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Tax break for Bloomberg's data center project approved

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Officials in Orangetown, New York, have approved a tax-break package for construction of a massive data center in town that will be occupied by the media and market-data giant Bloomberg.

 

In a second joint venture between the two data center builders, Russo Development and Sentinel Data Centers will build the 130,000 sq ft data center. Bloomberg will lease the facility from the joint venture, the developers said.

 

News that Orangetown was on the short list for Bloomberg's next data center location came out last week. This Thursday, Russo and Sentinel released a joint public statement saying New York mayor Michael Bloomberg's company was approved for a tax abatement and had signed the lease on the property.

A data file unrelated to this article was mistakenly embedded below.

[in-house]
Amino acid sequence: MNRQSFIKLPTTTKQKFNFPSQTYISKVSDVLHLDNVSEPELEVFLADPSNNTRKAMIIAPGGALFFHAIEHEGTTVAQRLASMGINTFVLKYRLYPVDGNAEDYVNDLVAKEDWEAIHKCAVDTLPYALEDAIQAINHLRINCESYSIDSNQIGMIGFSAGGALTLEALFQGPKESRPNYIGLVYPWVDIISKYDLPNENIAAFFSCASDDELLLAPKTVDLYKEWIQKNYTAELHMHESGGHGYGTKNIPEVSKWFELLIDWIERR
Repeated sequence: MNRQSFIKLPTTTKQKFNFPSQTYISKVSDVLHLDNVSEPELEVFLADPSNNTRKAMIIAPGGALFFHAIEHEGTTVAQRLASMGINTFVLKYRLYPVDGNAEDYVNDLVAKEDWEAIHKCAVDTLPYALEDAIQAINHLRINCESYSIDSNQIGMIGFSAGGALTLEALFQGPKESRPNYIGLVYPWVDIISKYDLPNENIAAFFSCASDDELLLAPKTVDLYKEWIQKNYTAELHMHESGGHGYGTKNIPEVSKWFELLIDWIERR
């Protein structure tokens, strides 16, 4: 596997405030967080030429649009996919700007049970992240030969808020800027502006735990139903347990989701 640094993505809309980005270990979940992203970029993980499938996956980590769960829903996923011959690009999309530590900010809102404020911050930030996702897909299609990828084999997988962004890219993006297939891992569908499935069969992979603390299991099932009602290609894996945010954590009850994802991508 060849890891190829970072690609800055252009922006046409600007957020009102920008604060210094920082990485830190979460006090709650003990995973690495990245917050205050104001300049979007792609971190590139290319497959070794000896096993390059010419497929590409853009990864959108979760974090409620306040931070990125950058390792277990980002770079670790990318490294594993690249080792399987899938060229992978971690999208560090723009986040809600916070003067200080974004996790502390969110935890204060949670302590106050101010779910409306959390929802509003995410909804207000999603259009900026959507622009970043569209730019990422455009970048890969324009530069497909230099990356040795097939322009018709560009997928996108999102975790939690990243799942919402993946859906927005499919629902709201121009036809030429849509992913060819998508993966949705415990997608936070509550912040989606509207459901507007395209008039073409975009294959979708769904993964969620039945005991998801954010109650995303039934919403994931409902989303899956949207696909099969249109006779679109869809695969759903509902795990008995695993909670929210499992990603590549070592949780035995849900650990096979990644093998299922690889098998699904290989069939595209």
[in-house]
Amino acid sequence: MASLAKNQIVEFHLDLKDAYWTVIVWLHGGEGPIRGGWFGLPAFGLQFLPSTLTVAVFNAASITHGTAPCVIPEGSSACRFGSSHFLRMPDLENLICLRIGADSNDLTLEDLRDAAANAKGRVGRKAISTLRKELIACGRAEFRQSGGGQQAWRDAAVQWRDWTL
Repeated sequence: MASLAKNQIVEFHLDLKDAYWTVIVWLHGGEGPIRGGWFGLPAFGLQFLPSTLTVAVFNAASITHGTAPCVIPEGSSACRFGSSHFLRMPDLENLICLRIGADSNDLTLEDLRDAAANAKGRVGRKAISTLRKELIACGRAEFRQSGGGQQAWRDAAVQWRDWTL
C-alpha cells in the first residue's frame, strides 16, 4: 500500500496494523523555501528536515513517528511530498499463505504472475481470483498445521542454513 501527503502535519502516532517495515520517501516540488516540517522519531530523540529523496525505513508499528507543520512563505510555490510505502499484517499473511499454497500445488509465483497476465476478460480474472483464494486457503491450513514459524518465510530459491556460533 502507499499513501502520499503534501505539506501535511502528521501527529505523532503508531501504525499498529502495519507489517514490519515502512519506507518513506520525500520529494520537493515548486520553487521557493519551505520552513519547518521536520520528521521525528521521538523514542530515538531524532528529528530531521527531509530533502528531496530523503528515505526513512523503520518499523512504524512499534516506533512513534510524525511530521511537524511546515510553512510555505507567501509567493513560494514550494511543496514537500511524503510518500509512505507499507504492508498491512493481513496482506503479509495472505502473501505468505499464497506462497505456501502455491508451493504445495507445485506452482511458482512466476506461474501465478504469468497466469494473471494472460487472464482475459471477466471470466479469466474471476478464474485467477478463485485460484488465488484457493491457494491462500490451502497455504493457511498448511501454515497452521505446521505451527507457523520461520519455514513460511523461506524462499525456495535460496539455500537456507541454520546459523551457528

For Orangetown (about 30 miles north of New York City), like for many other small towns around the US, a large data center project is a way to boost local economy through job creation and new tax revenue. Tax breaks and expedited planning-approval process are common tools municipalities and states use to lure such massive builds.

 

Andy Stewart, a town supervisor, said he was pleased with the development. “Bloomberg's decision to locate here shows that Orangetown is back on track and able to work effectively with investors to meet our community's needs for appropriate commercial development, jobs and a solid tax base,” he said.

 

The data center will be housed in a one-story facility and provide more than 7MW of critical power. The developers plan to bring it online in the middle of 2014.

 

Earlier reports indicated that Bloomberg was expecting to spend about US$710m on the project over the next 15 years.

 

The company's data center strategy consists of a mixture of owned and leased facilities, Vipul Nagrath, its CIO, told DatacenterDynamics FOCUS in a 2012 interview.

 

Russo has owned the Orangetown property since 2009. Its first joint venture with Sentinel was construction of a data center in Somerset, New Jersey.

Related images

  • Construction site of Bloomberg's future data center in Orangetown, New York

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